Touted as the world’s largest sand island, and boasting World Heritage Status, Fraser Island forms a seaward barrier that has created unique sheltered water cruising grounds with plenty of protected anchorages. The Great Sandy Strait is approximately 40 nm from north to south, plus there’s Snapper Creek and Tin Can Bay at the southern end, the Mary River and Maryborough in the middle and Hervey Bay at the northern entrance to explore. The diversity of the island is one of its main attractions. It’s comprises immense sand blows, lush rainforests, gin clear waters in inland lakes, expansive beaches and abundant wildlife. There are four communities on the island, offering limited opportunities for services and supplies, and all visitors by land or sea should be completely self-sufficient. All roads on the island are sand and are therefore only suitable for 4WDs, while walking trails crisscross the island. Don’t be surprised to see light aircraft using the firm packed sand beaches as a landing strip, or tour buses appearing from behind sand dunes.For yachtsmen heading north from Mooloolaba and the Sunshine Coast, the first challenge to overcome is the notorious Wide Bay Bar at the southern entrance to the inside passage of Fraser Island and the Great Sandy Strait. As with any bar crossing, it should be treated with the highest respect and marines should attempt it only during favourable conditions. The bar should be crossed as close to high tide as possible, though, because bar conditions change regularly, it’s recommended that mariners obtain the latest information from Tin Can Bay VMR.
Entering from the north is more straightforward, though there are still extensive shoal areas to negotiate. Tide charts should be consulted when navigating the Great Sandy Strait, with sandbanks drying at low tide, particularly around Boonlye Pt where the incoming tides seem to converge from the north and south. The Beacon 2 Beacon book has great maps of the entire area, while Alan Lucas can be trusted to provide sensible, conservative advice in Cruising the Coral Coast.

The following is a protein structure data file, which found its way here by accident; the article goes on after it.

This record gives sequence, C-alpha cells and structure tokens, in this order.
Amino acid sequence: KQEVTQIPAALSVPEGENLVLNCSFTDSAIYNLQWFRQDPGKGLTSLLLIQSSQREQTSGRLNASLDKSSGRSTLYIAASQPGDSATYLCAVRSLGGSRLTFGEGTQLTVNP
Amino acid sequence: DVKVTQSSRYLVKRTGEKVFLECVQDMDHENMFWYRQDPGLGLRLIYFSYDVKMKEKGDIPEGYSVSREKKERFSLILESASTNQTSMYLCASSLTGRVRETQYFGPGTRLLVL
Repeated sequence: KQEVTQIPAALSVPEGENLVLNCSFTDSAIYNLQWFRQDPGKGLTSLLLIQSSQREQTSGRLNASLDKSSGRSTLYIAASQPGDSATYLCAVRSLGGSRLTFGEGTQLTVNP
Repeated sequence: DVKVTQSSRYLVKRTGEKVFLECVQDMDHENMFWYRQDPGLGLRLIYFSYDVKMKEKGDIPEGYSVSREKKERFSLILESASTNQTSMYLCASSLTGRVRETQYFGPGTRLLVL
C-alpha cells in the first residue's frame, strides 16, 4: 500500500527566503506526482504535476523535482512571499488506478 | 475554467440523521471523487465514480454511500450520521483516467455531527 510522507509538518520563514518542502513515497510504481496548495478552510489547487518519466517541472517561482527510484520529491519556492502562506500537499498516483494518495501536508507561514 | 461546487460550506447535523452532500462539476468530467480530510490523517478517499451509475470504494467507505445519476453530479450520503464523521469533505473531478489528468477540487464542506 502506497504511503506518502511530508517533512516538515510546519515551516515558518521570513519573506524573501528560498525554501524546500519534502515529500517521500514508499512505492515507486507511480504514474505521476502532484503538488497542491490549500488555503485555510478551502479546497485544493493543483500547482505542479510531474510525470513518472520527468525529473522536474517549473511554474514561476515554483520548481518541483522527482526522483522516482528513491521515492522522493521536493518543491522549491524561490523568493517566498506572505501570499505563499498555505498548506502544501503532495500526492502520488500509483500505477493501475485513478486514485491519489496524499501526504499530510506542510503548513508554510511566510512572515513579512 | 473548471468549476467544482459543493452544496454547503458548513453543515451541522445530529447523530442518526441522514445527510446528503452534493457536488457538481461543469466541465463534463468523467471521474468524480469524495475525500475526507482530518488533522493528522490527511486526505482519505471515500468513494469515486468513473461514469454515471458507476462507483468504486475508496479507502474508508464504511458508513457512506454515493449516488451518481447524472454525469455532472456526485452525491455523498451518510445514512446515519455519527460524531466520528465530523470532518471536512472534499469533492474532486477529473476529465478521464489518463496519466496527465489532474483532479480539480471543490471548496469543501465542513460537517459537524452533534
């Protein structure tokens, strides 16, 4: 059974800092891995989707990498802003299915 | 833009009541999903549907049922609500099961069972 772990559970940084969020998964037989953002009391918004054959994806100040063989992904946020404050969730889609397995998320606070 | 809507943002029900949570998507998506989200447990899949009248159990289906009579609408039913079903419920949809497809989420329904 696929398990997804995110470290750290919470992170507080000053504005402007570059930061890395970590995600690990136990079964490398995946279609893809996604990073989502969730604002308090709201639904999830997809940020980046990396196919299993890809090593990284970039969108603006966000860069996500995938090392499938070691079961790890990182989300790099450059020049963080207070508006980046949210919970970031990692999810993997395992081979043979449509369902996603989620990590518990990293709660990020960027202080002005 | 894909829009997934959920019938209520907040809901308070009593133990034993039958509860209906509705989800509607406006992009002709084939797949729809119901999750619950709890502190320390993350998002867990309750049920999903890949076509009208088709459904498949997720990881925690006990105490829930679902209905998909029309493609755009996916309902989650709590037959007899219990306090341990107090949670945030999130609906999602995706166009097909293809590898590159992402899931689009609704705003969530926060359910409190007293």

So once your heart stops thumping rapidly after successfully negotiating the Wide Bay Bar, there’s plenty of flat-water sailing to look forward to. Anchorage is possible just inside the Bar at Pelican Bay, behind Inskip Point. This is a popular anchorage for southbound vessels waiting for the right conditions to cross the bar. The vehicle ferry operates every day between Inskip Pt and Fraser Island, so there’s also lots of traffic on the beach. Another option is to head south into Tin Can Inlet then Snapper Creek where you’ll find the waterfront town of Tin Can Bay with its large marina and busy fishing fleet.Alternatively carry on west into what appears to be a mangrove swamp and Kauri Creek will open up into a navigable channel that allows penetration deep into the mangroves. There is a bar at the entrance so check your tide chart first. Further north, and hugging the west coast of Fraser Island, Browns Gutter is a marked narrow channel running north south that allows anchorage close to the island.